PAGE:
FIG. 4 shows how etching progresses for the fibers 12A, 14A. In one example of typical fibers, the initial outside diameter C of the cladding of each fiber is 80 micrometers, while the core 18 has a diameter D of 4.5 micrometers. In order to obtain 50% coupling, the outside diameter of the individual fibers is reduced to a diameter E of about 7.5 micrometers, so the cladding thickness F (FIG. 2) is about two micrometers, and the two fibers are held in intimate contact along a length of about 15 millimeters. Each fiber extends along a straight line along the coupling length, rather than one being twisted about the other, to preserve the polarization of the coupled light.
FIG. 6 shows one method in which the two etched fibers 12, 14 can be held together with their claddings in intimate contact. A drop 60 of a light-transmitting bonding material of lower index of refraction than the optic fiber claddings, and which is initially liquid but which can be hardened, is held on an applicator 62. The liquid bonding material is hydrophillic to the fibers (adheres to their claddings). The drop is initially applied to one end 64 of the etched portions of the fibers, and moved along the length of the fibers towards the opposite end 66 of the etched portions. A thin layer of the bonding material 16 of the drop is progressively layed on the fibers. The surface tension of the liquid bonding material on the fibers, draws the fibers together until their claddings are in intimate contact as shown in FIG. 2. Thus, the surface tension of the liquid applied to the fibers serves to hold them in intimate contact to optically couple them. Fibers have been bonded by the use of Sylgard 184 silastic which is sold by Dow Chemical Company.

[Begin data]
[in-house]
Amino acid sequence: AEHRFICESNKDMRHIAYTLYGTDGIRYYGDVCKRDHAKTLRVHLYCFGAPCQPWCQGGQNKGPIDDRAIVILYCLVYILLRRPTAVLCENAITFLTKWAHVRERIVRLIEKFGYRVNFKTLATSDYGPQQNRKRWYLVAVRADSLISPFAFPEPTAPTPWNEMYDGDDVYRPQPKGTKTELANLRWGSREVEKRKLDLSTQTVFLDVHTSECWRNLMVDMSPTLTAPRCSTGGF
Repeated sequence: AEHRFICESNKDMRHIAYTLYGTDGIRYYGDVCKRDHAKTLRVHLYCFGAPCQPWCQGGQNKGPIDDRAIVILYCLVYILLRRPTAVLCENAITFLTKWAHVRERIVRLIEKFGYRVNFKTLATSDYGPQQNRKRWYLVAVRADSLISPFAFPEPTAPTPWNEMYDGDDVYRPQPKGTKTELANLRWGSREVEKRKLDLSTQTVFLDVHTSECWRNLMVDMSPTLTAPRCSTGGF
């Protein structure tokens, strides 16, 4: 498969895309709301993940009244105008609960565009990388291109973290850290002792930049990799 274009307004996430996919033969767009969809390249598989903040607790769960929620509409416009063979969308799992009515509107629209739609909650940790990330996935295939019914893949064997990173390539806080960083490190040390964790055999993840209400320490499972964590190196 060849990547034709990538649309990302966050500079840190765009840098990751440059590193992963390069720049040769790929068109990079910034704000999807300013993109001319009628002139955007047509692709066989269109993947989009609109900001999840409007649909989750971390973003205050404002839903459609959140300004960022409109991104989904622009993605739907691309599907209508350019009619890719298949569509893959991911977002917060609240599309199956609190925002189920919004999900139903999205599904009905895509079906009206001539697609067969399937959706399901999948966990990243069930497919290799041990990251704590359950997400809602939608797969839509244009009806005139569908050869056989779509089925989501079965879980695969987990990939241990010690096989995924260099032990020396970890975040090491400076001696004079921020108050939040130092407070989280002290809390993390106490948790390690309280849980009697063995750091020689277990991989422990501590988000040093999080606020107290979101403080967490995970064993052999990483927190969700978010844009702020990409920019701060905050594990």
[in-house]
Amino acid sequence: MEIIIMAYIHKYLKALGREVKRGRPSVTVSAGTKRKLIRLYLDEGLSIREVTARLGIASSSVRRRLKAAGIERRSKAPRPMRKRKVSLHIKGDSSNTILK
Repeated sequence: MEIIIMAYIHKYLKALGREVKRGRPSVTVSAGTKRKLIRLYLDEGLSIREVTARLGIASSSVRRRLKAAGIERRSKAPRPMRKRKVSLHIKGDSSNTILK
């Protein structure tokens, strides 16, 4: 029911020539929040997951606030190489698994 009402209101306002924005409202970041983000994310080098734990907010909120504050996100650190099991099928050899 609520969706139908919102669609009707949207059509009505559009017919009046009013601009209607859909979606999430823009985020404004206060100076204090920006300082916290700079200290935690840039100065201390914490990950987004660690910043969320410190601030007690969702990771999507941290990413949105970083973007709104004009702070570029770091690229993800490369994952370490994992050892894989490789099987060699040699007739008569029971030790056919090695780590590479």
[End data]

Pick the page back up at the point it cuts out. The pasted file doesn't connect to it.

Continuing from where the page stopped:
The length of the coupled fiber portions is made to be somewhat greater than required for the desired degree of coupling of the fibers. After the liquid bonding material has been applied, but is still liquid, the percent coupling is tested as by the use of the setup shown in FIG. 5. The degree of fiber coupling is then reduced by separating a small length of the fibers, as by the technique illustrated in FIG. 7. A thin blade 70 is mounted on a precision manipulator to accurately move it, and the blade is then moved so a portion 72 thereof is inserted between the fibers at one end 66 of the coupled fiber length. The blade 70 is then slowly moved along the length of the fibers while the coupling percentage is monitored, until the coupling ratio is correct. The bonding material is then cured (which occurs naturally for the Sylgard 184 silastic, but which can be speeded up by heating). The blade then can be removed from the bonding material and the fibers totally encapsulated to stabilize against vibration.